In this Florida Attorney General Opinion, the AG discusses whether or not a married couple could also file Homestead on the home they purchased next door, that their 19 year old dependent moved into. This Opinion is a good review of the basics of what entitles someone to file for Homestead, the definition of residency, and discusses whether or not married couples living in separate residences can file for Homestead. The conclusion of this opinion was that the couple could not file for Homestead on the residence occupied by the dependent son because the couple had not established the conditions that would allow them as a couple to file for and receive Homestead on separate residences.
The Honorable Marsha M. Faux
Polk County Property Appraiser
255 North Wilson Avenue Bartow, Florida 33830
RE: TAXATION – PROPERTY APPRAISER – HOMESTEAD EXEMPTION – separate homestead exemption on residence of one dependent upon individual who lives with spouse in primary residence which receives homestead exemption. Art. VII, s. 6, Fla. Const.; s. 196.031, Fla. Stat
Dear Ms. Faux:
You ask the following question:
May a property owner who resides in and receives a homestead tax exemption on a primary residence with a spouse also qualify for a homestead tax exemption on a separate residence that she owns and maintains as the permanent residence of a 19-year-old child that she claims is naturally dependent upon her for support?
Information attached to your request reflects that the individual requesting homestead lived with her husband in a home at which she and her husband established a homestead exemption from approximately 1999 through January 2007. They purchased the house next door in January 2007, moving in and making it their new permanent residence and claiming a homestead exemption on the property in January 2008. They have retained ownership of the first home. Both parcels are asserted to be owned as tenants by the entirety, with the husband claiming homestead on the newly purchased home and the wife wishing to maintain the homestead exemption on the former home since the couple’s 19-year-old son, who it is claimed is naturally dependent upon the wife for his support, resides there.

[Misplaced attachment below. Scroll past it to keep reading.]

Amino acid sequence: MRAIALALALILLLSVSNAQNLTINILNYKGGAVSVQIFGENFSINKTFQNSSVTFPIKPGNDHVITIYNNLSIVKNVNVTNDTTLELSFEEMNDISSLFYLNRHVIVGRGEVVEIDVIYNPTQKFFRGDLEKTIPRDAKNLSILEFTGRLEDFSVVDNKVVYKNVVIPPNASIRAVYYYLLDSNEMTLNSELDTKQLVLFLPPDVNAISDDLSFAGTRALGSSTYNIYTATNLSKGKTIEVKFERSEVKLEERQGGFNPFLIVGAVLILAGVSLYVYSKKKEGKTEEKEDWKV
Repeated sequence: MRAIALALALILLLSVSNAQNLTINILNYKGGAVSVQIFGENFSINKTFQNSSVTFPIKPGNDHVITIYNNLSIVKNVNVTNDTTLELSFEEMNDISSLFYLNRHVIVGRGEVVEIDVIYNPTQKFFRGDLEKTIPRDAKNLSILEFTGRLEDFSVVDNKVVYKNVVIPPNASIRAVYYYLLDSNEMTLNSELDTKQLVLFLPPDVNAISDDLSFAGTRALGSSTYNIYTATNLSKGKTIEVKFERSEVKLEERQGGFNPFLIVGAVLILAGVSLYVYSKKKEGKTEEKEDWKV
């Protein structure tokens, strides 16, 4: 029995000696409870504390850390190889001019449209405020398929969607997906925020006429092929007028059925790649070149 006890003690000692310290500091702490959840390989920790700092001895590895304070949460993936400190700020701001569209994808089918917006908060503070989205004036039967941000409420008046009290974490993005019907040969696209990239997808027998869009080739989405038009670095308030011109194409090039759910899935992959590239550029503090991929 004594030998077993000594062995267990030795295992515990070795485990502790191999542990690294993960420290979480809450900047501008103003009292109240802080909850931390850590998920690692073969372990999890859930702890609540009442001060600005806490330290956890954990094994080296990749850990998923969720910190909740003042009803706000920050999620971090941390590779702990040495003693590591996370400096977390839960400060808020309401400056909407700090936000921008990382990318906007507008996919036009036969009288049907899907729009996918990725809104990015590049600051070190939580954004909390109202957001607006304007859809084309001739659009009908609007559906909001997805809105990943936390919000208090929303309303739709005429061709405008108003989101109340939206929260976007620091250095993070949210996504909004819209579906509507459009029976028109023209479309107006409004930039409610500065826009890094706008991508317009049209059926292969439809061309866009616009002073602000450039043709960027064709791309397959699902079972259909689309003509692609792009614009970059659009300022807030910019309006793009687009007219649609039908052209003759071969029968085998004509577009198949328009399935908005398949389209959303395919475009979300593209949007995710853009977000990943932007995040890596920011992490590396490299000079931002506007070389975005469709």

Section 6, Article VII, Florida Constitution, in pertinent part, provides:
"(a) Every person who has the legal or equitable title to real estate and maintains thereon the permanent residence of the owner, or another legally or naturally dependent upon the owner, shall be exempt from taxation thereon . . . upon establishment of right thereto in the manner prescribed by law. . . . (b) Not more than one exemption shall be allowed any individual or family unit . . ."
The Legislature has implemented the provisions in section 6, Article VII, Florida Constitution, in section 196.031(1), Florida Statutes:
"Every person who, on January 1, has the legal title or beneficial title in equity to real property in this state and who resides thereon and in good faith makes the same his or her permanent residence, or the permanent residence of another or others legally or naturally dependent upon such person, is entitled to an exemption from all taxation, except for assessments for special benefits, up to the assessed valuation of $5,000 on the residence and contiguous real property, as defined in s. 6, Art. VII of the State Constitution. Such title may be held by the entireties, jointly, or in common with others, and the exemption may be apportioned among such of the owners as shall reside thereon, as their respective interests shall appear. If only one of the owners of an estate held by the entireties or held jointly with the right of survivorship resides on the property, that owner is allowed an exemption of up to the assessed valuation of $5,000 on the residence and contiguous real property. However, no such exemption of more than $5,000 is allowed to any one person or on any one dwelling house, except that an exemption up to the assessed valuation of $5,000 may be allowed on each apartment or mobile home occupied by a tenant-stockholder or member of a cooperative corporation and on each condominium parcel occupied by its owner. Except for owners of an estate held by the entireties or held jointly with the right of survivorship, the amount of the exemption may not exceed the proportionate assessed valuation of all owners who reside on the property. Before such exemption may be granted, the deed or instrument shall be recorded in the official records of the county in which the property is located. The property appraiser may request the applicant to provide additional ownership documents to establish title."
The Florida Department of Revenue has construed this statutory provision in Rule 12D-7.007, Florida Administrative Code. Pertinent to your inquiry, the rule states:
"(1) For one to make a certain parcel of land his permanent home, he must reside thereon with a present intention of living there indefinitely and with no present intention of moving therefrom.